Out of the 21 March demonstrations, there has to be a renewed sense of unity and of building a movement against racism.

We need it to defeat deportations, the attacks on refugees and migrants, and importantly to send the message that divide and rule will not win.

The deportations are a new battleground for who belongs and who will be othered and we have to reject these politics.”

Weyman Bennett

Stand Up To Racism co-convenor and leading member of the Socialist Workers Party

We were all very shocked by the Windrush Scandal, but not very much seems to have changed.

The government is ramping up racism all over the place, particularly in the NHS.

In Barts Heath NHS Trust in east London, we’ve been campaigning against charges for migrants.

Everyone should be eligible for free healthcare.

But it’s also deterring people who are eligible because of the message it’s sending out, and you’re seeing racial profiling of people.

We found out that one in 20 women who had a baby at Barts were invoiced for maternity care in 2018-19. That can’t just be women who they know are not eligible for free care, just any woman that didn’t engage in their process.

The blame lies with the government. It’s clearly not about saving money—it’s about racism and charging all of us for care eventually.

Jackie Applebee

East London GP and campaigner against NHS migrant charges

I think the rise of racism is going to be one of the major things that progressives have got to challenge.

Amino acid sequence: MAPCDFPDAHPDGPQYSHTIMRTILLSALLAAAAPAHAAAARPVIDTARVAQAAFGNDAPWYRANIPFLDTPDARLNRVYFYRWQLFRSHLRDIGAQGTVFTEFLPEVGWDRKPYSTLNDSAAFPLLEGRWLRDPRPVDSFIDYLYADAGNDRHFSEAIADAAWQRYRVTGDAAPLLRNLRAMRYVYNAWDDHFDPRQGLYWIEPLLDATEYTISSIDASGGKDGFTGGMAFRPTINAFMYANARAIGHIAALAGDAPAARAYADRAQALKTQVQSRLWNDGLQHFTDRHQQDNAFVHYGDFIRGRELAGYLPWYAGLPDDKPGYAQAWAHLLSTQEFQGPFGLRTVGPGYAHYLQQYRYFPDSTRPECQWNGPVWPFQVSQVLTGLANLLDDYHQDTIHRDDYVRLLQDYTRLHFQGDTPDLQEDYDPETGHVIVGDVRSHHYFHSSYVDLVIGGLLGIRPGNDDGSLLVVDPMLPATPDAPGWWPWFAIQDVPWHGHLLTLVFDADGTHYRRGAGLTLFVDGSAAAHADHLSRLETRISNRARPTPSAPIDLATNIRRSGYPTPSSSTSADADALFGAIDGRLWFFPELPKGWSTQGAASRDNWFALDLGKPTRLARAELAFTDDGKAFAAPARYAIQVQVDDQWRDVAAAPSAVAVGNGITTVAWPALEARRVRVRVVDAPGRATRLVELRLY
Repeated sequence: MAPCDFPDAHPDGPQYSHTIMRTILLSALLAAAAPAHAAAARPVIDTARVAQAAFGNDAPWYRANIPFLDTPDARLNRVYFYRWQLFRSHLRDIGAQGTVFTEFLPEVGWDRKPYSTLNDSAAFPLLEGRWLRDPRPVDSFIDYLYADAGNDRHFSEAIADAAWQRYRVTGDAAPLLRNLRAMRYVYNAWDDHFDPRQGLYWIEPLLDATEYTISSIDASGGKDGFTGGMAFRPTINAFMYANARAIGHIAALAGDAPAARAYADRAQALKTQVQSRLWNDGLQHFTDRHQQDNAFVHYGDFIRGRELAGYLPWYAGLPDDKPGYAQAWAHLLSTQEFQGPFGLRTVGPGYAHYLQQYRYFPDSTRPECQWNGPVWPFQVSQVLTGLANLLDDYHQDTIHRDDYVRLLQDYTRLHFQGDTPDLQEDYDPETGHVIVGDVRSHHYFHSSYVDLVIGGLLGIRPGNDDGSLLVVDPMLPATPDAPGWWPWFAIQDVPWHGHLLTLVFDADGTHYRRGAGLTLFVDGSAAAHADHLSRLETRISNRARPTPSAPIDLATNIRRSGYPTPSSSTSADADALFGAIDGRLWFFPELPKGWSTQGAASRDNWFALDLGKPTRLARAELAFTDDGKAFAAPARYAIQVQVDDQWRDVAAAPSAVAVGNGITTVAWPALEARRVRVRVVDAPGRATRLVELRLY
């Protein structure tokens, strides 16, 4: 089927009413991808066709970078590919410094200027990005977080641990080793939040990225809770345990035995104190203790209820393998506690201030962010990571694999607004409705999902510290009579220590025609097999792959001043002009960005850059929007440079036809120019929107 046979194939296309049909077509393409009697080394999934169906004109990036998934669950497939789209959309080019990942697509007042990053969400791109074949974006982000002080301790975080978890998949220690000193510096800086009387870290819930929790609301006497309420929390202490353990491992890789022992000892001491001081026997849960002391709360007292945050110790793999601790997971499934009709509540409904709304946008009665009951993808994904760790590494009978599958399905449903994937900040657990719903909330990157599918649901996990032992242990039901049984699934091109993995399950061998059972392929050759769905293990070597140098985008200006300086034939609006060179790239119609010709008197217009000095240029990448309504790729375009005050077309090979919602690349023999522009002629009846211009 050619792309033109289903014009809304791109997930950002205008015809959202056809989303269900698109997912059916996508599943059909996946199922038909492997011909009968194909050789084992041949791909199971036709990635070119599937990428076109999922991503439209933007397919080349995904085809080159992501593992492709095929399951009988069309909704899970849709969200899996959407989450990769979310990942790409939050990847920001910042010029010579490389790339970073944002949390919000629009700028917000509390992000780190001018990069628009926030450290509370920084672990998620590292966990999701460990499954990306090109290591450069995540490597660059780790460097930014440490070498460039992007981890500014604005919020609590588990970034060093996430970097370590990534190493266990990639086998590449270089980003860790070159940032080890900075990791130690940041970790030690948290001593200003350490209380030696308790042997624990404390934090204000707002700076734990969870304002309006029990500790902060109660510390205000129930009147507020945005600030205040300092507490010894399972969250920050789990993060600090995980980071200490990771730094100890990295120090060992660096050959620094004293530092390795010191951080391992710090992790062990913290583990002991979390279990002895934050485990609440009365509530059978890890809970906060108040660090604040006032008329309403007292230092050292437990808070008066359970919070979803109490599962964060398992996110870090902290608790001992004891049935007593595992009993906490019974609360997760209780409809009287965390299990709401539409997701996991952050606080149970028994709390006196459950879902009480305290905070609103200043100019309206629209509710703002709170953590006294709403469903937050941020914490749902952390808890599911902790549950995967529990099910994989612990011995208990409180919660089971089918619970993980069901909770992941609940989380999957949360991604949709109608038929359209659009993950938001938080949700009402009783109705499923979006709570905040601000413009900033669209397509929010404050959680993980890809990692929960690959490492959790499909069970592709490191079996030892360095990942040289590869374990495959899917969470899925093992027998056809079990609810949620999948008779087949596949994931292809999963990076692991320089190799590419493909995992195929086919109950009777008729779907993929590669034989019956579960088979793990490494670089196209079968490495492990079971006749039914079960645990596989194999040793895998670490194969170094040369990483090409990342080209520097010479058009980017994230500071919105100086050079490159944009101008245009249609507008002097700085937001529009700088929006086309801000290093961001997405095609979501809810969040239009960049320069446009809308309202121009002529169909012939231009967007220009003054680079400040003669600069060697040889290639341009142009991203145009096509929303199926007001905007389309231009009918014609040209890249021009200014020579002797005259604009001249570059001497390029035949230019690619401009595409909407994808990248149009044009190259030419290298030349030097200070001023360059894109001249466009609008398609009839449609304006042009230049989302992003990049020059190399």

Therefore the biggest possible mobilisation for the march is essential.

We’ve got to send a signal to the government and all those who peddle division that we are mobilising to welcome people into this country and to stand against racism.

Mark Serwotka

PCS union general secretary

I am marching to say enough is enough. Since the Brexit referendum in 2016 we have seen an alarming increase in hatred and bigotry across all walks of life.

Minorities in Britain are becoming increasingly isolated and threatened by the rise of the hostile right.

This government, with its damning treatment of the Windrush Generation and shoddy treatment of EU migrants, has played directly in to this divisive and harmful narrative.

We should all take a stand for the progressive, open, welcoming society we all believe in, where people are welcomed regardless of their gender, ethnicity, religion or sexuality.

Catherine West

Labour MP

It’s absolutely vital to take a stand because we are seeing a massive rise in the right wing, tipping toward fascism.

We’ve got a prime minister who has made genuinely racist remarks, and that allows racism to proliferate through society.

So every man, woman and child should be on the 21 March demonstration. We were involved in the anti-Trump demonstrations, making an effigy of him, and we’ll be making a Boris Johnson one for this one.

Lotte Collett

Labour Party and Stand Up To Racism activist in north London

There are anti-racist marches in London and Glasgow on Saturday 21 March. For details of the London march go here and for the Glasgow march go here